Galway railway station

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Galway Ceannt
Stáisiún Cheannt
Iarnród Éireann
Location Galway
Republic of Ireland
Coordinates Lua error in Module:Coordinates at line 668: callParserFunction: function "#coordinates" was not found.
Owned by Iarnród Éireann
Operated by Iarnród Éireann
Platforms 2
Construction
Structure type At-grade
Other information
Station code 170
Key dates
1851 Station opened
1998 0.993 million
2002 1.26 million
2006 1.5 million
Limerick to
Galway Line
Western Railway Corridor
to Claremorris and Sligo
Dublin–Galway Line
Athenry
Oranmore
Galway
Craughwell
Ardrahan
Gort
Ennis
Sixmilebridge
Limerick Colbert

Galway (Ceannt) railway station (Ceannt Station / Stáisiún Cheannt) serves the city of Galway in County Galway. The station itself is located in the centre of the city in Eyre Square.

It is the terminus station for the Dublin to Galway intercity service and the Limerick to Galway and Athenry to Galway commuter services.[1]

Description

There are two platforms at Galway Ceannt; Platform 1 and Platform 2. Platform 2 can only be reached via Platform 1. Platform 1 is used for terminating/departing trains to Dublin Heuston while Platform 2 (a much shorter platform) is used for departing Limerick services.

The services which are provided at the station include ticket machines, a booking office, heated waiting rooms, toilets, a café, vending machines and a telephone box.

The station also serves as the Bus Éireann depot for Galway City.

History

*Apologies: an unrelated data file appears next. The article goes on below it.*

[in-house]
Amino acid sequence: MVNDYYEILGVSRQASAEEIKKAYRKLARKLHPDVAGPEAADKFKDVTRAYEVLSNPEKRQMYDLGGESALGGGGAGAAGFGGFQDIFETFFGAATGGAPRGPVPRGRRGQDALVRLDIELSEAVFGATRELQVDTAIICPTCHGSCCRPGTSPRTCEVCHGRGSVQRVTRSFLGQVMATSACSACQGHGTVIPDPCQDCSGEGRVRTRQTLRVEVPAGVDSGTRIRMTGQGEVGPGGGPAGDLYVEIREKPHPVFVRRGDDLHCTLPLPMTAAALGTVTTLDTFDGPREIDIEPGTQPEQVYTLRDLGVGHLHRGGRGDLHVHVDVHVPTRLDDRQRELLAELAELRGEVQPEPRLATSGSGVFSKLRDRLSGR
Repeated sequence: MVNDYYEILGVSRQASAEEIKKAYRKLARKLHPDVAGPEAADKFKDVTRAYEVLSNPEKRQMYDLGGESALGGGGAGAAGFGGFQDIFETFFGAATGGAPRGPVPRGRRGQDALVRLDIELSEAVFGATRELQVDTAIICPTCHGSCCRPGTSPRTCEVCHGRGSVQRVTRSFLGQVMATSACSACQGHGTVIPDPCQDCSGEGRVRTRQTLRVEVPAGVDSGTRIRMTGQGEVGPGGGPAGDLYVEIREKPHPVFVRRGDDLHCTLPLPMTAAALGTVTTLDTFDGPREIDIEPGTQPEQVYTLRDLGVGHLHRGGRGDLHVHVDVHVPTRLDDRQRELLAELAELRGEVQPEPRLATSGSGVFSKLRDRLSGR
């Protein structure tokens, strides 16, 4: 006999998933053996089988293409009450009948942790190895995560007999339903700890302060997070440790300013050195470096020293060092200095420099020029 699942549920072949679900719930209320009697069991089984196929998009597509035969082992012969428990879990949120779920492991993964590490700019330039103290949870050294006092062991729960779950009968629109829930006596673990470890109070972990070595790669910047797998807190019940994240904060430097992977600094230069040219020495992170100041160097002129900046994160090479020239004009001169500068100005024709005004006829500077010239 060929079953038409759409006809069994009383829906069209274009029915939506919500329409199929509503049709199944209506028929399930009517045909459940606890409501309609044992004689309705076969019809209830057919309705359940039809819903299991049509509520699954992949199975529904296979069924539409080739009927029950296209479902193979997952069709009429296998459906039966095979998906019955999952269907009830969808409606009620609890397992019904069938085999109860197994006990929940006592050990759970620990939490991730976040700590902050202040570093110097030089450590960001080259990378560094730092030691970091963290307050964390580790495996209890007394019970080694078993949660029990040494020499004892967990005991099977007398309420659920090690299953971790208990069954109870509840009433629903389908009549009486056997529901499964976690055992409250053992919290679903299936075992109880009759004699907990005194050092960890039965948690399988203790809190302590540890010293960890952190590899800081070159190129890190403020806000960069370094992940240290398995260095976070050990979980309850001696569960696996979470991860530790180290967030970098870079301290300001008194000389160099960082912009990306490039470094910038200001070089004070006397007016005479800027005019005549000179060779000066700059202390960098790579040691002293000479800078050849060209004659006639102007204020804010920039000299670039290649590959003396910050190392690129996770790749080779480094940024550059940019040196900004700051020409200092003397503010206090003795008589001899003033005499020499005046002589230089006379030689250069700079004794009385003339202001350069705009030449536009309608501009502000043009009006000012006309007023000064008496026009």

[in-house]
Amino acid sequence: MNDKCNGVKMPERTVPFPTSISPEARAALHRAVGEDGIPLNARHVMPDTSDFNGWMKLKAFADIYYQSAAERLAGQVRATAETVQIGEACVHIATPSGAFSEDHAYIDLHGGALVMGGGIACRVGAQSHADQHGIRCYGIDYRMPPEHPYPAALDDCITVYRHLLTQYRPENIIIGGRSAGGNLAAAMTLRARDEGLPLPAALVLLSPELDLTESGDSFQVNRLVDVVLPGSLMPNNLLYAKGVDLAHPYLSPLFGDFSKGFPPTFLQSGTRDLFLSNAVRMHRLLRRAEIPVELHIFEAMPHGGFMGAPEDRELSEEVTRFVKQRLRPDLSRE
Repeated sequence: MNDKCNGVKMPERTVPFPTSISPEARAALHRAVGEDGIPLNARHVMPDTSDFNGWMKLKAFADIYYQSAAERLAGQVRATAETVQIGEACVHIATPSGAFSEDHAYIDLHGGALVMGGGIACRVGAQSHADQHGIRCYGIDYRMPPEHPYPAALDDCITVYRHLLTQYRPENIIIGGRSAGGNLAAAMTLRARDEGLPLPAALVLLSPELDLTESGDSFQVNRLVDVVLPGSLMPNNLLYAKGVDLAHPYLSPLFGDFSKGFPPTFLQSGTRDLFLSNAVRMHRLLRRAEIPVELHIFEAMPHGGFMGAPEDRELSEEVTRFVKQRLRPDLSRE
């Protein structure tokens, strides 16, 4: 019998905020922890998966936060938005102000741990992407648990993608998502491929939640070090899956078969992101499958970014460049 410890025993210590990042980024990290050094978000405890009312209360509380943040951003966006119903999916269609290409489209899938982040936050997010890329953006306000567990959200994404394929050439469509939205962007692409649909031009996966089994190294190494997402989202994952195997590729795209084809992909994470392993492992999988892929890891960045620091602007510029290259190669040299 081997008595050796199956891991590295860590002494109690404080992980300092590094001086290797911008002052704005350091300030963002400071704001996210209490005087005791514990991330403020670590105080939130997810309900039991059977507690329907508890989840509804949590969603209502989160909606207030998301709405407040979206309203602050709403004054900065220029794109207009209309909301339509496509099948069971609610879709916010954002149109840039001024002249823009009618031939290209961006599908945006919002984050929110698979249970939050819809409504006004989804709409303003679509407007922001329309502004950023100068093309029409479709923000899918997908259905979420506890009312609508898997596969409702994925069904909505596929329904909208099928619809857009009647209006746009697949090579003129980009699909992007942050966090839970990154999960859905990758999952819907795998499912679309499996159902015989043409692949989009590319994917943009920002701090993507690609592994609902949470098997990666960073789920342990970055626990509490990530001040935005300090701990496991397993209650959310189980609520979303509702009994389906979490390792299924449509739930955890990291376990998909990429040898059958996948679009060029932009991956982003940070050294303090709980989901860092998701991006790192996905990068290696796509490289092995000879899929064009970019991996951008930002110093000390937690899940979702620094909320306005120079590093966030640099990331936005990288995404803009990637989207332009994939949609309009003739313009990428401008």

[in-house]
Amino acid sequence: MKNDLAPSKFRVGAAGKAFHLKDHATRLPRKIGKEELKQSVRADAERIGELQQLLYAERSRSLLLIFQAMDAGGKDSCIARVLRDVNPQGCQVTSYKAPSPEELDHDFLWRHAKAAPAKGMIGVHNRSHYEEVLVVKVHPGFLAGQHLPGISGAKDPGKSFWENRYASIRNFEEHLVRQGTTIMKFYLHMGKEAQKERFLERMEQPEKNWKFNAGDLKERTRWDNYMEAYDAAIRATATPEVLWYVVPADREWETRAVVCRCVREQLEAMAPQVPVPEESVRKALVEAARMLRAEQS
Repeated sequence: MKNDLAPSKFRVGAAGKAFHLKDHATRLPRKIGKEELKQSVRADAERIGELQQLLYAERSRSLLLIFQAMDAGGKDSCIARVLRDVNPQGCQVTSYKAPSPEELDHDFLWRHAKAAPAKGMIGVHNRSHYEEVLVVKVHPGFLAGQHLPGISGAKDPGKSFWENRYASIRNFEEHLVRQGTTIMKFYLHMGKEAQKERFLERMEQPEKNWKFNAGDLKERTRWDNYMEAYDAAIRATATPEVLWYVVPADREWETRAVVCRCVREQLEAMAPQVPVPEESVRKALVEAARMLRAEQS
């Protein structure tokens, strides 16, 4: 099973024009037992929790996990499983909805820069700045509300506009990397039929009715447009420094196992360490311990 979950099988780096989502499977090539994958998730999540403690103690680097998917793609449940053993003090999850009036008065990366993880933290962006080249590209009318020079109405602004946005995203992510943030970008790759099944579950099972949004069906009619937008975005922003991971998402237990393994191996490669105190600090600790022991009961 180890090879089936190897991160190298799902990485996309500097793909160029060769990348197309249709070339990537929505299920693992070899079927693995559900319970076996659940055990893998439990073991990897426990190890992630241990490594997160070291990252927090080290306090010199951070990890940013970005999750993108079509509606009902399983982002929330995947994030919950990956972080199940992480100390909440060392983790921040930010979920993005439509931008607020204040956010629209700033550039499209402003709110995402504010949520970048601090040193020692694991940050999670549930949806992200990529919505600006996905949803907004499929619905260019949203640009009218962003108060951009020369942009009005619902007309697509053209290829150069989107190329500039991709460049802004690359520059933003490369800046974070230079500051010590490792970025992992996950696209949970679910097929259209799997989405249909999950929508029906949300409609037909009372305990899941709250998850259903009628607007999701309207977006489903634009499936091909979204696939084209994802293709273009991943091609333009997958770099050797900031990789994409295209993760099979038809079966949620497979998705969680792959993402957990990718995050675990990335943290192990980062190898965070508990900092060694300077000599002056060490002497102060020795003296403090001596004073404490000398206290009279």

The station opened on 1 August 1851.[2] This made Galway the western terminus of the Midland Great Western Railway giving the city a direct main line to its Broadstone Station terminus in Dublin.

As the 19th century progressed the rail network in Connacht was expanded, making Galway an important railhead. The nearby town of Athenry became a railway junction, giving Galway links to Ennis, Limerick and the south in 1869 and Sligo and the north in 1894. In 1895 the MGW opened a branch line between Galway and Clifden.

The 20th century brought increasing road competition, and this led the Great Southern Railways to close the Clifden branch in 1935. In the 1970s the state railway authority Córas Iompair Éireann closed the Sligo-Athenry-Ennis line to passenger services. It later closed to freight as well.

It was given the name Ceannt on 10 April 1966 in commemoration of Éamonn Ceannt, one of the executed leaders of the Easter Rising of 1916.

Future

The station is to be redeveloped in the future as part of the Ceannt Station Quarter project.

In the meantime in 2013 1 million euro was spent on "bus/rail/taxi interchange at the station, with widened footpaths, "properly designed" bus bays and revised taxi arrangements. Approximately €100,000 is also to be allocated for design work for the provision of new 95 square meter double height glass and steel concourse as an interchange area for bus and rail passengers. This will include a seated waiting area, retail units, vending area and a new office for bus inspectors." [3]

In 2014 an additional €600,000 has been allocated for further design and planning work on the interchange area [4] with planning permission submitted to Galway city council for approval in February 2014.[5]

See also

References

  1. http://www.irishrail.ie/index.jsp?p=119&n=147 Irish Rail Printable Timetables
  2. "Galway station" (PDF). Railscot - Irish Railways. Retrieved 2007-09-03.<templatestyles src="Module:Citation/CS1/styles.css"></templatestyles>
  3. http://galwayindependent.com/stories/item/5791/2013-6/Major-investment-in-Galway-transport Galway independent 31 January 2013
  4. http://galwaybayfm.ie/3-million-euro-for-galway-sustainable-transport Galway Bay FM 18 February 2014
  5. http://galwaybayfm.ie/plans-submitted-for-major-redevelopment-at-ceannt-station/ Galway Bay FM 10 February 2014

External links

Preceding station Iarnród Éireann Iarnród Éireann Following station
Oranmore   Intercity
Dublin-Galway
  Terminus
Oranmore   Intercity
Limerick-Galway
  Terminus
  Commuter
Galway Suburban Rail